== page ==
As part of an in-depth interview with Gamasutra published today, Turbine's Jeffrey Steefel has been discussing the state of Lord Of The Rings Online
, claiming that it's now the number two Western subscription MMO behind World Of Warcraft
by subscriber numbers, and commenting that the company "has the ability" to do console versions of the game.
As Steefel says: "We launched back in April of 2007, and we've grown the game [in size of world]. Once we have the stuff that we just showed you, the game will have grown in size over 20 percent. We're already the number two Western-developed MMO that's subscription-based -- basically number two to WoW
Later in the discussion, he explains the strategy behind LOTRO
's flexible licenses:
"Our licenses -- and not accidentally so -- for The Hobbit and the trilogy are massively multiplayer online for all platforms and all regions. We have the ability to do that. We got the ability because we think it's valuable. We want to be able to reach the widest possible audience. As for whether we have a specific focus on that now, not necessarily.
Steefel also discusses the daunting task of building a world based on a fantasy environment that's truly massive -- the epic fantasy world of J.R.R. Tolkien. Was the team constrained in any way as they endeavored to translate the fantasy to an MMO environment?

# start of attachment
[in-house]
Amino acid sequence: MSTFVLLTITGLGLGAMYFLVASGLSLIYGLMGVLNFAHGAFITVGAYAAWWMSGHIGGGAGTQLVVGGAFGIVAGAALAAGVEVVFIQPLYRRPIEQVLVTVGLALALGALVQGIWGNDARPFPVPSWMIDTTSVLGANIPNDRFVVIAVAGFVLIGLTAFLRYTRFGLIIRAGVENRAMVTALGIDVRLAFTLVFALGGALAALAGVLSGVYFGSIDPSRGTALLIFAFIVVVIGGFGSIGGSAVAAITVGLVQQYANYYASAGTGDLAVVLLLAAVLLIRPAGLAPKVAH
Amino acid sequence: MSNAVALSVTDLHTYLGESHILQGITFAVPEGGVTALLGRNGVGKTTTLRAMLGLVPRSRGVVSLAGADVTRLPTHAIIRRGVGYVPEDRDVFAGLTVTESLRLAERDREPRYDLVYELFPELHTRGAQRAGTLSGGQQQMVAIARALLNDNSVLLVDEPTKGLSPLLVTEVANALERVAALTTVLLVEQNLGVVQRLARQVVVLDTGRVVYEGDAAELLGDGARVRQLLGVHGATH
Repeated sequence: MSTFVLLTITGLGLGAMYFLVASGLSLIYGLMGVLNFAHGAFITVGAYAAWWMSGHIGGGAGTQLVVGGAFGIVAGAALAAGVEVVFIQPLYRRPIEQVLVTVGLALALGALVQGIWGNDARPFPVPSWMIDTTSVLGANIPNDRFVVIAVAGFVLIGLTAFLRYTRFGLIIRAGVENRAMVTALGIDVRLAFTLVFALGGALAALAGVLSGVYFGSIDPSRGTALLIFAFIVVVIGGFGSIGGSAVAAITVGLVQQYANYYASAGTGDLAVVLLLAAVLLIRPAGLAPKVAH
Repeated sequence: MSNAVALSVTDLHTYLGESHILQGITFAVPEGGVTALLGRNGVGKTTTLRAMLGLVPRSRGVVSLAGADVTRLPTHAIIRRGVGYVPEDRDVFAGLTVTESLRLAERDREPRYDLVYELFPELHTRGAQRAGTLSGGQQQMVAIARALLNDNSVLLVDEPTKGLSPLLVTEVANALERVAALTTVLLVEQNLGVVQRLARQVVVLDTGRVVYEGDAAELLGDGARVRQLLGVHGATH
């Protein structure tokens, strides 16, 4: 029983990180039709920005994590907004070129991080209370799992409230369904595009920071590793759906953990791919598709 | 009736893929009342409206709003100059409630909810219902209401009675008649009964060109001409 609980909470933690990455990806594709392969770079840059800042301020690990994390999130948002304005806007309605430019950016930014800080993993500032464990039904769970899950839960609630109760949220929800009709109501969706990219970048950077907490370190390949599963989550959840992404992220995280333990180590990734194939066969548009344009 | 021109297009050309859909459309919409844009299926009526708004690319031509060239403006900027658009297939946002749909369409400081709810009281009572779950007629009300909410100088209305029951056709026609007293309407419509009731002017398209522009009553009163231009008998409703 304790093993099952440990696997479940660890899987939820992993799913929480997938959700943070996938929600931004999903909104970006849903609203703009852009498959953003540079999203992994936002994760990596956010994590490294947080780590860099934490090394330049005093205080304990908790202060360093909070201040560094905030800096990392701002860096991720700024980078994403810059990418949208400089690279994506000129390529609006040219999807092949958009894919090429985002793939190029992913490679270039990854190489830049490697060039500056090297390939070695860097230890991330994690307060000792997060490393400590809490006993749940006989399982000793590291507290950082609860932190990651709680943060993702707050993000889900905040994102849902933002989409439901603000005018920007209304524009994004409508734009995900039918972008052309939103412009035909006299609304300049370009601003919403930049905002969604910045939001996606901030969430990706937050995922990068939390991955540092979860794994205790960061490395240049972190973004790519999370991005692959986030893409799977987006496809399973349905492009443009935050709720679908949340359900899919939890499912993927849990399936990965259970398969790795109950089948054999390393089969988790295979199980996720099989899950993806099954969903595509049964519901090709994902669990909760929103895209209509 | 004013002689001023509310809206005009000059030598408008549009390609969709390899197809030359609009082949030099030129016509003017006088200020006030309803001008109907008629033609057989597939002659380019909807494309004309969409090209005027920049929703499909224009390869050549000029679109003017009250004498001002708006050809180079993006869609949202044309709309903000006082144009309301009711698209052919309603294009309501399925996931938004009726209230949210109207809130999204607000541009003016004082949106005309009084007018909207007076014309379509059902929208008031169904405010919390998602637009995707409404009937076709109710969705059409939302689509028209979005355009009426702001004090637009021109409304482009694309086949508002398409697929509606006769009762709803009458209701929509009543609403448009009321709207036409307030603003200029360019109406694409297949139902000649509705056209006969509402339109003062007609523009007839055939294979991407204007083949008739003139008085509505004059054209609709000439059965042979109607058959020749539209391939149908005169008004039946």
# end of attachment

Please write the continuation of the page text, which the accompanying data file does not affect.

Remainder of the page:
"There are definitely constraints in big things, like magic. Making a role-playing game in a world where there are five wizards and you know who they are and no one else does "magic" -- that's a place where we had to bend, and bend a lot. We just showed you a skill where he's pulling lightning down from the sky to toast a guy. It's really about how you package it.
The reason why I think Tolkien is -- as if he needs me to explain why he's been so successful -- but the reason why the books to me are so successful is because he built a world that feels like it could exist. It has so much internal consistency with the ruleset and how things work, and things don't contradict that anywhere in the book. Things always work the way that they're supposed to work. It feels like you could step out of our world and into that world very naturally, and it would exist. It's not so fantastical that it feels made-up and things don't make any sense.
For more from the in-depth discussion, you can now read the full Gamasutra interview
quizzing the Turbine staffers on the state of the PC MMO (no registration required, please feel free to link to this feature from other websites).